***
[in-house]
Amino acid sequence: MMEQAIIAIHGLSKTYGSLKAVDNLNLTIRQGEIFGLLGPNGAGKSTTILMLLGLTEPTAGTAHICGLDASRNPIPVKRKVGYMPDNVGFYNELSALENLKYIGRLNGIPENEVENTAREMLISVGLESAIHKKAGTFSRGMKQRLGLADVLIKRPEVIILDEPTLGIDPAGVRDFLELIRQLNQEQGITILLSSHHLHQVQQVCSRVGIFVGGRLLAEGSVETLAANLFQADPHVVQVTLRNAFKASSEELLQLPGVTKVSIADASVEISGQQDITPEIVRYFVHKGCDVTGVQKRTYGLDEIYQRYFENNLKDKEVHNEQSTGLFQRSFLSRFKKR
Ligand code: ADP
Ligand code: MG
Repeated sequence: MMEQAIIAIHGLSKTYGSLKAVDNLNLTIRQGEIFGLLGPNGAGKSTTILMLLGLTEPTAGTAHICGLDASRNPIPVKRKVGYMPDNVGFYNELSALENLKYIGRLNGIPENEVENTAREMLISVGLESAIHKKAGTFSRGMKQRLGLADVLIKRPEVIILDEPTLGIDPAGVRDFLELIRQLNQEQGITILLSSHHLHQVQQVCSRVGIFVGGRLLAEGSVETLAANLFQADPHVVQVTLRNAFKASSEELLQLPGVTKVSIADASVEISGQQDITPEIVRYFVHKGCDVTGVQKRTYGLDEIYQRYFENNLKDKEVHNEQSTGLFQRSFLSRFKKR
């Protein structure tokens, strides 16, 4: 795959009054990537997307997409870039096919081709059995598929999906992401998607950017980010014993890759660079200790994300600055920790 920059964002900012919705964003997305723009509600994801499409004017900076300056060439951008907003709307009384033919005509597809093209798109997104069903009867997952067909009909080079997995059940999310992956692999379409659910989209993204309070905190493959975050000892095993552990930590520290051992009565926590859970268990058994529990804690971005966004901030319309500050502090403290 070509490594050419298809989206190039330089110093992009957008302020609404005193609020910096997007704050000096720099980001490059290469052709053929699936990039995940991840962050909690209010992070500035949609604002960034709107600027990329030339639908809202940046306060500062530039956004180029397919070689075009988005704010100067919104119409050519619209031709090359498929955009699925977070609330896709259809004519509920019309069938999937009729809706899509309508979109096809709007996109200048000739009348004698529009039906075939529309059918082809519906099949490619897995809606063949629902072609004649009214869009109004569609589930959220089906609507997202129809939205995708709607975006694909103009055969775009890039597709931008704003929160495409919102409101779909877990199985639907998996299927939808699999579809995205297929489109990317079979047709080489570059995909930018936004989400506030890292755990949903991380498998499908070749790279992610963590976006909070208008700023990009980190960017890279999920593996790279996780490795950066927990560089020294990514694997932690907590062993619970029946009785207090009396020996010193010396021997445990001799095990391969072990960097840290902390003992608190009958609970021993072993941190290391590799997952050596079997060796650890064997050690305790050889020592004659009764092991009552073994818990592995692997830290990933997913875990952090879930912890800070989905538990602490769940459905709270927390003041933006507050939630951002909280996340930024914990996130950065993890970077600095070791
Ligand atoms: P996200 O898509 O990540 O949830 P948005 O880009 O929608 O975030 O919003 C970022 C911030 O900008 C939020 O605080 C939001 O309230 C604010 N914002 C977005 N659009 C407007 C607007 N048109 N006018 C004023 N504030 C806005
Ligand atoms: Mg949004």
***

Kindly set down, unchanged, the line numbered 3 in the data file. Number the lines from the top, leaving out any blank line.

Ligand code: ADP